The only effective treatment for celiac disease up to now has been a lifelong gluten-free diet. Unfortunately, gluten is found in most foods, making this diet challenging to maintain. “Hidden” gluten used as a protein filler can be found in pharmaceuticals, sausages, sauces, and desserts.
With regulations in place, appropriate detection methods for gluten in food are needed. Several technologies that give qualitative and quantitative results, such as specific antibody-based tests (e.g., enzyme-linked immunosorbent assays or lateral flow assays), polymerase chain reaction methods, and newer concepts like mass spectrometry are available—all with varying degrees of commercialization. An analytical test system should preferably be able to detect epitopes involved in celiac disease.
The fact that gluten is a complex mixture of proteins and occurs in a wide range of unprocessed as well as processed matrices creates a huge challenge in terms of correct quantification, making it difficult to find a suitable reference material. In 1985, the Working Group on Prolamin Analysis and Toxicity was founded in Europe. Its first task was to establish a recognized gluten standard for gliadin.
By extracting gliadins from a selection of the most common wheat varieties, the group managed to get a reference material. The IRMM [Institute for Reference Material and Measurements] initially accepted the group’s gliadin standard as a certified reference material, but later withdrew its acceptance because of discussions on the selection and the number of wheat species used to generate it, as well as purity issues. However, because it is still the only reference that has some acceptance, it has been widely used for calibration of test systems.
Enzyme-linked immunosorbent assays are the recommended method for the detection of gluten in food, and a large number of test kits are available commercially. Immunological methods apply antibodies that have been raised against different prolamin fractions or specific sequences that are harmful. Different test kits do not necessarily give similar results, for several reasons. These include different specificities of the polyclonal and monoclonal antibodies used, different extraction methods, and different materials used to calibrate the assays.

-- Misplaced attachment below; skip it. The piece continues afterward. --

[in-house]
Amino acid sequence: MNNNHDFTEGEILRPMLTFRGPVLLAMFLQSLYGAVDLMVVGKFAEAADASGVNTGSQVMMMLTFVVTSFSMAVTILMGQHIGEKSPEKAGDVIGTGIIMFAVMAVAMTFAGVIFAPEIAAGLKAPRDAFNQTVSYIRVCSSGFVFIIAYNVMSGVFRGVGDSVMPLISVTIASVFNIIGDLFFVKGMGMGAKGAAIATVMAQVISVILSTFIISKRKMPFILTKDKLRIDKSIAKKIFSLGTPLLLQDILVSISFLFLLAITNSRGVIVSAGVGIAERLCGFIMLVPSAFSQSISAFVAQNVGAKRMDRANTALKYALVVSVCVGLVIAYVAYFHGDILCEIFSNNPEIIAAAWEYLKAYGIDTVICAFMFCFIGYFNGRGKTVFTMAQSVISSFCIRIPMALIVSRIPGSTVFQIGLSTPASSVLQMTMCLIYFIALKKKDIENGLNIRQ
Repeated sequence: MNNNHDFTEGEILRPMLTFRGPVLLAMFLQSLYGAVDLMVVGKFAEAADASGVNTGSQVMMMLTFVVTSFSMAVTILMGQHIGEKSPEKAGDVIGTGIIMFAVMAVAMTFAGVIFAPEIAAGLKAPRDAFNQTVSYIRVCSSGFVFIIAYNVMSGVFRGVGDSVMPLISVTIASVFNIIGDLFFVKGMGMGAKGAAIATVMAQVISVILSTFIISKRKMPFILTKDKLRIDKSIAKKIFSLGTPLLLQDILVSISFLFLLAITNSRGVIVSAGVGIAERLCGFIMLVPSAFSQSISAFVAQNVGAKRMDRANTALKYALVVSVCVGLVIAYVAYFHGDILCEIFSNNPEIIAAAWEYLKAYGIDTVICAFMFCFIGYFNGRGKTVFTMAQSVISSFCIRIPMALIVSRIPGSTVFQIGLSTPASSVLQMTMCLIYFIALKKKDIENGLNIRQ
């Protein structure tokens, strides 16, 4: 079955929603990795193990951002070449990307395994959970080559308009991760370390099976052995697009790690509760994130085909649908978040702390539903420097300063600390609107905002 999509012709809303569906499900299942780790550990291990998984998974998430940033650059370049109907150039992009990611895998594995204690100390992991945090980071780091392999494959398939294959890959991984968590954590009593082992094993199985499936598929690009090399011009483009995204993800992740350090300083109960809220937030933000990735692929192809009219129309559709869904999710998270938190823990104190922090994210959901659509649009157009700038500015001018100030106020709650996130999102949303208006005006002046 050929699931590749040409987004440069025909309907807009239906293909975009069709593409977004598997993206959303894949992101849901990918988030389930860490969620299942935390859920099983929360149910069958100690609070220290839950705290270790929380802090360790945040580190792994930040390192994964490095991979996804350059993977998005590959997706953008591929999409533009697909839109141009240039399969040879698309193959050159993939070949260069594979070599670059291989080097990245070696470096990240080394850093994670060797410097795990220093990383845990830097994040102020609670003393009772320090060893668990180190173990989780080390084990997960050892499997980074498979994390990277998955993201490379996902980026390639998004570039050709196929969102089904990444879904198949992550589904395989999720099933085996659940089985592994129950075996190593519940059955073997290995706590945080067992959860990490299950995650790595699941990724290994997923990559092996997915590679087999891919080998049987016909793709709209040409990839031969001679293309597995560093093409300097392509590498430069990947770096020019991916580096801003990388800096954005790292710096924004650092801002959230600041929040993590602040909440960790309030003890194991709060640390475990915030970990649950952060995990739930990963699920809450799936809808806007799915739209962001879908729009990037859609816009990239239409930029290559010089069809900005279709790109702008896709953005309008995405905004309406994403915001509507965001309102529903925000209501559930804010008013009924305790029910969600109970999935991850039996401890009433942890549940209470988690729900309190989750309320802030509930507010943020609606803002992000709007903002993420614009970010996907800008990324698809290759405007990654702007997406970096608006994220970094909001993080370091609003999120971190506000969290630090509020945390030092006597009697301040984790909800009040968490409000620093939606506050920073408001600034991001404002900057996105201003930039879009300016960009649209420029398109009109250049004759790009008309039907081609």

Numerous monoclonal and polyclonal antibodies have been developed for gluten testing, but only some are accepted on a broader basis. In the late 1980s, the Skerritt antibody was developed. This monoclonal antibody was raised against wheat gliadin from an Australian wheat variety and recognizes high molecular weight glutenin subunits and the heat stable subfraction called ω-gliadins, which makes the Skerritt antibody suitable for gluten analysis in processed foods. Even so, because the quantitation is based on the amount of ω-gliadins, which differ among cereal species, results can differ considerably. Moreover, the Skerritt antibody only has a weak response to hordein.
Another monoclonal antibody used for the detection of gluten is the R5 antibody, developed by Professor Enrique Mendez in Spain. The R5 antibody was raised against rye secalin, but showed strong cross reactivity to wheat gliadin. It also detects proteins from soy and lupin that are not harmful prolamins, however. The change in direction from detecting prolamins to detecting immunotoxic peptides that play a role in the pathogenesis of celiac disease led to the development of a next generation of antibodies. The G12 antibody employed in the AgraQuant Gluten G12 ELISA and AgraStrip Gluten G12 Lateral Flow Test belongs to this next generation.
Gluten is a complex mixture of proteins and occurs in a wide range of unprocessed and processed matrices, creating a huge challenge in terms of correct quantification.
The G12 antibody specifically recognizes the 33-mer of the gliadin protein present in gluten. This toxic fragment was identified by the University of Stanford and published in 2002 in a paper in Science. The G12 antibody, which was raised against this 33-mer peptide using knowledge gained from this publication, recognizes the hexapeptide sequence QPQLPY and similar peptides found in barley, rye, and oats.